Wednesday, July 30, 2014

Report from the Front: SDCC 2014 Video Game Demos

As with last year’s Comic-Con, I saw the convention as an opportunity to play some demos of upcoming games to see if they might be worth a future investment. While I did accomplish this goal on Sunday, the last and shortest day of the convention, I’ll admit right off the bat that I didn’t get the opportunity to play all of the games that I could have played. I didn’t end up playing Ultra Street Fighter 4 or anything at the Behemoth booth, nor did I get a chance to play the new Super Smash Bros. (though I’ll admit I consciously avoided it due to Nintendo always having a crowded booth). I also didn’t play Sunset Overdrive due to long lines (and wait times) and I also didn’t play Sonic Boom (I’ll stop there). However, I did get to play some games at the pretty empty Bandai Namco booth, as well as a couple games I’ve actually been anticipating. So, with all that said, let’s explore the games I actually tried out.

Preview Note: The following write-up solely expresses the opinions of the writer and is based on a work in progress. Should the final product be reviewed on Trophy Unlocked, these opinions may change to reflect the full game.

Kingdom Hearts HD 2.5 Remix (PlayStation 3)

This should be pretty obvious already, but I really love the Kingdom Hearts franchise. Going into the convention, I already knew that I wanted to play the upcoming HD 2.5 Remix, which features tweaked HD versions of the Final Mixes for both Kingdom Hearts II and Birth by Sleep, plus the cutscenes of Re:coded. However, I never actually anticipated that I would be able to play a demo of this hotly anticipated game at the Square Enix booth on the floor. Since I was waiting for a signing, and I had enough time to kill, I decided to try it out, finding myself in front of one of the kiosks for the Birth by Sleep portion of the game (there were plenty nearby for the Kingdom Hearts II portion).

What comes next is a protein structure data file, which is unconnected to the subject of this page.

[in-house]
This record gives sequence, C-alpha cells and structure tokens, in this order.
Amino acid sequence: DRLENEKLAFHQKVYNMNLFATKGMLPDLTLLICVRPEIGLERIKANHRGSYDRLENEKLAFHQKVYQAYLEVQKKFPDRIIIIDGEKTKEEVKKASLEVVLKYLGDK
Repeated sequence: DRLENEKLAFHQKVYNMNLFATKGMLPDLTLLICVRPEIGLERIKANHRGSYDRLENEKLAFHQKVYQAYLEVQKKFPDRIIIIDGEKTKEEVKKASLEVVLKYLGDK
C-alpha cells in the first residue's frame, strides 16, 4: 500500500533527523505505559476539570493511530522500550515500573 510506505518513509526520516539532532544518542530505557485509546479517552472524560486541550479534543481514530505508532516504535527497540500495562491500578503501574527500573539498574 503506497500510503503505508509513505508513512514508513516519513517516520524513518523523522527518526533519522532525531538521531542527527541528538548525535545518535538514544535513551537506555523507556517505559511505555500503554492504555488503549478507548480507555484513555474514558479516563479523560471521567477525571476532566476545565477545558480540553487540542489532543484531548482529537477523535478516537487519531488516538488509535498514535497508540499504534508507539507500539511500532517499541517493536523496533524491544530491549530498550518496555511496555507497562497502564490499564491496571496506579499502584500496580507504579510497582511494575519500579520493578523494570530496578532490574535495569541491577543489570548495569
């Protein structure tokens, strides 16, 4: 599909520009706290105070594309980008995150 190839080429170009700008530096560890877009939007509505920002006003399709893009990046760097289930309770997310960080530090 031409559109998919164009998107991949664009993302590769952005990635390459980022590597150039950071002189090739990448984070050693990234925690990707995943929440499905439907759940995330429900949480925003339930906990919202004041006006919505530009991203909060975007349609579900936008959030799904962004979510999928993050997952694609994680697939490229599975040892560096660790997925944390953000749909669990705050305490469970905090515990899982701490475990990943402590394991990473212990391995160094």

The Birth by Sleep demo contained sections for Terra, Ventus and Aqua, the three main characters of the game. In the time I was there, I got to play through all of the Terra section and most of the one for Ventus. Though short, these sections really show off all of the improvements made to the game, the most noticeable one being the graphics. Simply put, this game now looks absolutely amazing, like how the PSP version looks in your mind’s eye. Character models are now much slicker and all of the little details are shown with more clarity. Combat remains exactly the same as the original game, but now with the added bonus of using the right analog stick to control the camera and a single shoulder button to lock on, creating much smoother combat.

I'm still getting used to my new Smartphone.

While the experience was very nice, there were a couple of sticking points. The camera was a little weird for me to control since it was inverted and pretty loose. I can chalk this up to the fact that I couldn’t access an options menu during the demo and that I didn’t have enough time to adjust to it. The other is that while the pre-determined command deck wasn’t that bad, I couldn’t change it even though I acquired different commands during Ventus’ section. Then again, I also play the Keyblade warriors differently than the demo would have me do, so the selection would naturally have been jarring. Nonetheless, December 2 can’t get here fast enough.

Aw yeah!

Dead Rising 3 (PC)

Since I played both Dead Rising 2 and it’s updated rerelease, Off the Record, on PS3, I’ve been a fan of the series, going so far as to buy the original Dead Rising for Xbox 360 (though I haven’t played it yet). Since Off the Record, I had anticipated the thought of a Dead Rising 3, though when they did finally announce it, my heart sank when I saw it would only be for the Xbox One. I also felt a little pissed off since PlayStation users previously had access to the series through both versions of Dead Rising 2, only to take that away with the latest installment. When they announced a Steam release however, my spirits were lifted by the possibility of finally being able to play it. On Sunday at Comic-Con, I was a bit surprised at how small the line was to play this game (i.e. almost non-existent).

Pictured: A hope spot.